Mock turtles and email omissions

The BBC’s website applies some historical tips on letter-writing to the world of email.

Lewis Carroll’s advice on attachments and enclosures rings down the years and in my ears…

“”leave off writing for a moment – go and get the document referred to – and put it into the envelope. Otherwise, you are pretty certain to find it lying about, after the post has gone!”

Every day it seems that I’m doomed to rediscover that you don’t even get the option of un-sticking and re-sealing the envelope before the electronic post goes.

More from Carroll, Dickens, Austen and Aristotle here.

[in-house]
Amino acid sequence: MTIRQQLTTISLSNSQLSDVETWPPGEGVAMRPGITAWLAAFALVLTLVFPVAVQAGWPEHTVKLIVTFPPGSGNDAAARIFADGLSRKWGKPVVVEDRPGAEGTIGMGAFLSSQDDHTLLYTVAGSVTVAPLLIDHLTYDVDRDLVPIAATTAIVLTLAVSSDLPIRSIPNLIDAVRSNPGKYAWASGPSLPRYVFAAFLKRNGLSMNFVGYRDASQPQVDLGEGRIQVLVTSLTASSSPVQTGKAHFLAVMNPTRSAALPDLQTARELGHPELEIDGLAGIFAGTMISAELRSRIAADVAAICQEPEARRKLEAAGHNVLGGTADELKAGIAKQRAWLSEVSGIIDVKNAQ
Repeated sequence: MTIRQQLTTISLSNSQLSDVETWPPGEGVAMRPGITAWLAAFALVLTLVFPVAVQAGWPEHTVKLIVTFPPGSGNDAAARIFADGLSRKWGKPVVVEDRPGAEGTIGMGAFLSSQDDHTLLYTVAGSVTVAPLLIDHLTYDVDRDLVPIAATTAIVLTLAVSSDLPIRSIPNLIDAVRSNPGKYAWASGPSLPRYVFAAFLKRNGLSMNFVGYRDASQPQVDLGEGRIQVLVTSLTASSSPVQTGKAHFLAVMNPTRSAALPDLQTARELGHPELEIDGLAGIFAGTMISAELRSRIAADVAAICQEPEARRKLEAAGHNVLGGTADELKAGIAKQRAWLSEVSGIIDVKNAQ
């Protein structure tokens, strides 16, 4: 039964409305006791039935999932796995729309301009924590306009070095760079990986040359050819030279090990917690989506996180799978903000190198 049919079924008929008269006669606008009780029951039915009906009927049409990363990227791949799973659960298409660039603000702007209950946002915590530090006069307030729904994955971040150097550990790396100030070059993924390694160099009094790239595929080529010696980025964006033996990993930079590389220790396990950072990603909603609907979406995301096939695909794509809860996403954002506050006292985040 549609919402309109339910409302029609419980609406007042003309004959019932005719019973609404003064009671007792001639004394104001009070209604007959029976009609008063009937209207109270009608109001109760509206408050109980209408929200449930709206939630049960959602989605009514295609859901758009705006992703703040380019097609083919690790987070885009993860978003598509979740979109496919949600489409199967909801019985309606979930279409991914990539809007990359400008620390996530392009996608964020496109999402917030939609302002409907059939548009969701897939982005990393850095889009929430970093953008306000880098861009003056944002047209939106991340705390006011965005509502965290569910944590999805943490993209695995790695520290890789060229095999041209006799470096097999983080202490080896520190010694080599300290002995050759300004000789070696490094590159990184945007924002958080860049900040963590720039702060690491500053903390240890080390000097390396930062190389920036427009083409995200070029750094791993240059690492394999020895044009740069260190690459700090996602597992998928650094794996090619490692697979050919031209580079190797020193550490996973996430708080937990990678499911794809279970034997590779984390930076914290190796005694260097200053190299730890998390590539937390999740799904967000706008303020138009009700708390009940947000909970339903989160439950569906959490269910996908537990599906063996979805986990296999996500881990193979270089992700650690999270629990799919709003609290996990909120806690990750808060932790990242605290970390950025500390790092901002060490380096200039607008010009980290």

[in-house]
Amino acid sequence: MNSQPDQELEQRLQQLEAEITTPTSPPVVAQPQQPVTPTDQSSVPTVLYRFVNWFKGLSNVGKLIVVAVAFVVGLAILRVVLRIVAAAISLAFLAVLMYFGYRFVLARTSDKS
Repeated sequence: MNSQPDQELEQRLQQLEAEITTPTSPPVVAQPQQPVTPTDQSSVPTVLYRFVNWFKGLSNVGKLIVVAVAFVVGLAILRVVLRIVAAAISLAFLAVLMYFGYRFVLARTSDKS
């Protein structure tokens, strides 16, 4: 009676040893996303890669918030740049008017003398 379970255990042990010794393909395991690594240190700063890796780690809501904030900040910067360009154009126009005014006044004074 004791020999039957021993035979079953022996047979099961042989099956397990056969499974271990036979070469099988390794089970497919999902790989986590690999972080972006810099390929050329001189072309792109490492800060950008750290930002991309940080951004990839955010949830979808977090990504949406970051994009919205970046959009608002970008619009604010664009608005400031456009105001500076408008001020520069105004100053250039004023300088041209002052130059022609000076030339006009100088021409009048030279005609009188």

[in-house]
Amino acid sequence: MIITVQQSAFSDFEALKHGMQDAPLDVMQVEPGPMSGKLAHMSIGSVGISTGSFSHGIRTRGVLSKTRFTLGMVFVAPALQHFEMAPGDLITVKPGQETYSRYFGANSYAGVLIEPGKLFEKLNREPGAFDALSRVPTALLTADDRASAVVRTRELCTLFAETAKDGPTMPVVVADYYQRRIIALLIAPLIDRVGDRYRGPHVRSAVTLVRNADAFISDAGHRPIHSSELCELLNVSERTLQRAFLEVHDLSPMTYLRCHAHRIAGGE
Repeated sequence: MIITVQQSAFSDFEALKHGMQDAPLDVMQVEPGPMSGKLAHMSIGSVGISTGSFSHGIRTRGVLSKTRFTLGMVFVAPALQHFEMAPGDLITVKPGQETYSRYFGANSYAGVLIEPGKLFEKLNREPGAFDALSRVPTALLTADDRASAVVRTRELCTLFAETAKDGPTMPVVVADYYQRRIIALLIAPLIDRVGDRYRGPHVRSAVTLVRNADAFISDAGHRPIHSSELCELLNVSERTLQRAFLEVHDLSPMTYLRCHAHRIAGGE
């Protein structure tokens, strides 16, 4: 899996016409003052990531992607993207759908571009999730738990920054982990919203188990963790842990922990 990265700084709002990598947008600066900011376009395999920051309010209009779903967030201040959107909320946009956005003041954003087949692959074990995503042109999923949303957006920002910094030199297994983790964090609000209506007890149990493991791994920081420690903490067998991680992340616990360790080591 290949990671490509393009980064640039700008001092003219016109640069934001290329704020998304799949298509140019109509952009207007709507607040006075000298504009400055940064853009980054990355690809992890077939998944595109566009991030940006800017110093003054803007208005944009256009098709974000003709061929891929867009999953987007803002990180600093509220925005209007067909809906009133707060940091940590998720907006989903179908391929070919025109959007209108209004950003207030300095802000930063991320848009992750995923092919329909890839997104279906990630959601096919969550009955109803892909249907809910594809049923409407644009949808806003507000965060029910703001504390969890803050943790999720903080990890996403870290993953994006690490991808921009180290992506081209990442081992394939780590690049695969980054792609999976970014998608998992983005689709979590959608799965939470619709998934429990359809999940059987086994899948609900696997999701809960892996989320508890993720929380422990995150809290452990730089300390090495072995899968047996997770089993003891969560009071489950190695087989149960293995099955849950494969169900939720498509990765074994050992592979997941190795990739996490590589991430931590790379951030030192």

Mention of Lewis Carroll gives me an excuse to share a wonderful piece of trivia.

In the car the other day, I caught an episode of Radio 4’s Book of the Week, featuring Heston Blumenthal’s Historic Heston – an exploration and dissection of recipes from history. In Alice’s Adventures in Wonderland, one of the cast of surreal characters is the Mock Turtle (from which Mock Turtle Soup is made, of course).

Mock Turtle Soup became popular in the 19th century. Originally a cheaper substitute for soup made from a genuine turtle, Mock Turtle Soup became a recognised dish in its own right and was generally made from the discarded parts of calf (head, hooves etc).

What I delighted to learn is that in John Tenniel’s illustrations to the original edition of Lewis Carroll’s book, the Mock Turtle is depicted as a turtle’s shell with a calf’s head, hooves and tail.  How very cool 🙂


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I should listen to Mr Carroll’s email tips!

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